by Michael Stafford
Proponents want the court to enforce the city's ordinances to clean up the city and attract new business.
But opponents say not so fast, and they're ready to fight it.
Sue Mullins is one of the biggest opponents of establishing a court. The city tried a similar move six years ago, but it failed and Mullins voted against that one too.
Mullins says many residents like the small town's family type atmosphere, and they'll fight this proposal yet again.
"This isn't Dallas or Fort Worth. If one ordinance is going to be upheld then, they'll all be upheld. Everybody knows everybody here. We use to be like family," says Mullins.
Other opponents are already slinging mud. One sign in town reads: If you do not want a tyrant and municipal court running the city of Grandfalls, attend the next council meeting.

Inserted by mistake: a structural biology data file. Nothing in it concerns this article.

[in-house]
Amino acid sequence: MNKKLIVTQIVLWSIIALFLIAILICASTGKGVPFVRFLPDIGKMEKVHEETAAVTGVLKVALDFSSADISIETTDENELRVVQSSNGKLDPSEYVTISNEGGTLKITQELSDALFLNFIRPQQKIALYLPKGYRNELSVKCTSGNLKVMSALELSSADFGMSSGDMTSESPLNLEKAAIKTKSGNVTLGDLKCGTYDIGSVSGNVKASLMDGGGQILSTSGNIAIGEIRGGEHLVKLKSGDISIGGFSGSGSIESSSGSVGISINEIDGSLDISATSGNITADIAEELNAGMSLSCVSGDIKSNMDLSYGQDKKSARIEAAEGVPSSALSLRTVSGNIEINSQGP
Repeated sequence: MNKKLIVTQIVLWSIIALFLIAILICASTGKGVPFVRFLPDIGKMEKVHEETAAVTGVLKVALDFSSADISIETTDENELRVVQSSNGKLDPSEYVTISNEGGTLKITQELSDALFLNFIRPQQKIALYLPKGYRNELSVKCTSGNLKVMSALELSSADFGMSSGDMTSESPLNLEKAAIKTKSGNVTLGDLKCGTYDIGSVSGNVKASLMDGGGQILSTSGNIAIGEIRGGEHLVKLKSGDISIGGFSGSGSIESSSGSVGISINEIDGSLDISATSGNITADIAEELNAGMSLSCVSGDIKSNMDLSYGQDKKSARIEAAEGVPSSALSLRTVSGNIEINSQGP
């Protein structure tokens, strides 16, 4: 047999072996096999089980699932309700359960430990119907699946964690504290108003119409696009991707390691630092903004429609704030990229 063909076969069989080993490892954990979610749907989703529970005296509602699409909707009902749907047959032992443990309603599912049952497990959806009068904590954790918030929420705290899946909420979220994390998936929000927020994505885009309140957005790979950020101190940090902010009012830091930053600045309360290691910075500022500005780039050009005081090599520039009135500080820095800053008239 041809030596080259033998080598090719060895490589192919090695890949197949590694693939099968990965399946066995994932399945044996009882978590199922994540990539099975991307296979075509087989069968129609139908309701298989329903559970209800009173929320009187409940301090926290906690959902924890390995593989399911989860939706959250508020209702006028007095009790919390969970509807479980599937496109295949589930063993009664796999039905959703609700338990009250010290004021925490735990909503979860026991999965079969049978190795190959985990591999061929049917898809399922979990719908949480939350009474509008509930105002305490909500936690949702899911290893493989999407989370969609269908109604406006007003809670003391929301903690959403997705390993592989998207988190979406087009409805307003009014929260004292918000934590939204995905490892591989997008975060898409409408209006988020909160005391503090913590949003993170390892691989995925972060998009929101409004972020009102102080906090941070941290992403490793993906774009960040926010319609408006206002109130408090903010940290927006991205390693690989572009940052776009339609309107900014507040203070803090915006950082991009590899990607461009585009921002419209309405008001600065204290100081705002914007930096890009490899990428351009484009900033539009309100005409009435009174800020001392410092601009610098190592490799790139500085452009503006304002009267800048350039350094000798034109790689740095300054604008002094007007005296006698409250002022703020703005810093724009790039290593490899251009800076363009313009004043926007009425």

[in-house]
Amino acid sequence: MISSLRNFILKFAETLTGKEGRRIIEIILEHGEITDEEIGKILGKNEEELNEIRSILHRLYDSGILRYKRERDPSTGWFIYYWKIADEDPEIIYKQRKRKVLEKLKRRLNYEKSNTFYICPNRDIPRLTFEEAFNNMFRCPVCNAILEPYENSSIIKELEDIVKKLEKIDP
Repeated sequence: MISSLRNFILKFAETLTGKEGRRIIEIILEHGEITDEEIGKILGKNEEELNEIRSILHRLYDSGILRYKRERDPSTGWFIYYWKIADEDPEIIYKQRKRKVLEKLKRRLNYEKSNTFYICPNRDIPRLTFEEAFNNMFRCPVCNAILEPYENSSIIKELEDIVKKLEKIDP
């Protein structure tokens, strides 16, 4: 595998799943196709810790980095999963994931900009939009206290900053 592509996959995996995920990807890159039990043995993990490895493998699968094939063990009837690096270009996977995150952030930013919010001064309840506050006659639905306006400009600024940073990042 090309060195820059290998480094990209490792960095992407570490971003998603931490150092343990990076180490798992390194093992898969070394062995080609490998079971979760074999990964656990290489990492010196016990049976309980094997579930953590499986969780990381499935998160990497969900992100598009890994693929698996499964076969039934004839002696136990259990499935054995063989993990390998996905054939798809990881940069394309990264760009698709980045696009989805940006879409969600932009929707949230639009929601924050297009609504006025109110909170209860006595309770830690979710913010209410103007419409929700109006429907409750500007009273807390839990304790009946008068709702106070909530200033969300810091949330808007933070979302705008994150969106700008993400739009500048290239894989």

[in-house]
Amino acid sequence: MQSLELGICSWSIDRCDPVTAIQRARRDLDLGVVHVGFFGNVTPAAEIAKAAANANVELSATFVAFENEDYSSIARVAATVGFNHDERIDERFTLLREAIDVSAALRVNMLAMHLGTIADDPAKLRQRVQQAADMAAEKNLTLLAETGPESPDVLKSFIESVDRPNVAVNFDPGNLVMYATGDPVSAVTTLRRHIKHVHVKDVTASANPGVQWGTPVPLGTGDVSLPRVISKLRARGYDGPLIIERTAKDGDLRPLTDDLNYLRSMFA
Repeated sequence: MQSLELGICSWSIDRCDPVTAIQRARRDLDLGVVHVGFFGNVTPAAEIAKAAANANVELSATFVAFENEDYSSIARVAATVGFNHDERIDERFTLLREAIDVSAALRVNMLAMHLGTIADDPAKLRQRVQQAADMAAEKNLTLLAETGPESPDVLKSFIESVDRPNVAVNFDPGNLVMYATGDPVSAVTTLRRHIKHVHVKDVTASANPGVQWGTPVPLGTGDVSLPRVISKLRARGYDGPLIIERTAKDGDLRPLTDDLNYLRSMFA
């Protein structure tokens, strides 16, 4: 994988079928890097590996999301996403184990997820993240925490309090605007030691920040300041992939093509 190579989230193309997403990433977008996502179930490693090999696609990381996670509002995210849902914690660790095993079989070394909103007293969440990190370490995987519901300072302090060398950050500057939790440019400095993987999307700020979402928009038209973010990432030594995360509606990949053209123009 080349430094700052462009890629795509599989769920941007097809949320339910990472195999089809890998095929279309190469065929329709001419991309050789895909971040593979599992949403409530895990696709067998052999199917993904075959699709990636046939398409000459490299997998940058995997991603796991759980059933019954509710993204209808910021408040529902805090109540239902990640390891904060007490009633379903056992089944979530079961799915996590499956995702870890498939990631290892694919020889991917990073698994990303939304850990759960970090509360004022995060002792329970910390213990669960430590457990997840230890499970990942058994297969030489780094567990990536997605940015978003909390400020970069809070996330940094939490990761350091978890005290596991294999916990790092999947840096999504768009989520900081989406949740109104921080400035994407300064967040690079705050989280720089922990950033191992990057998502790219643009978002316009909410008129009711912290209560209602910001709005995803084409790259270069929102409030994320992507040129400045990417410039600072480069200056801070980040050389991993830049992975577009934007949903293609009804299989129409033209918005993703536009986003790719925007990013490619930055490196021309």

If you take a drive around the small city, you'll see some eyesores like junk cars and old tractors. Some folks tell us kids also keep farm animals in their back yards, and all these things don't sit well with Mayor Mandy Brandenburg. She tells Newswest 9, "No one is going to come here, and bring a business without a Municipal Court to protect their business. They won't bring an investment here, if there's no way to protect it".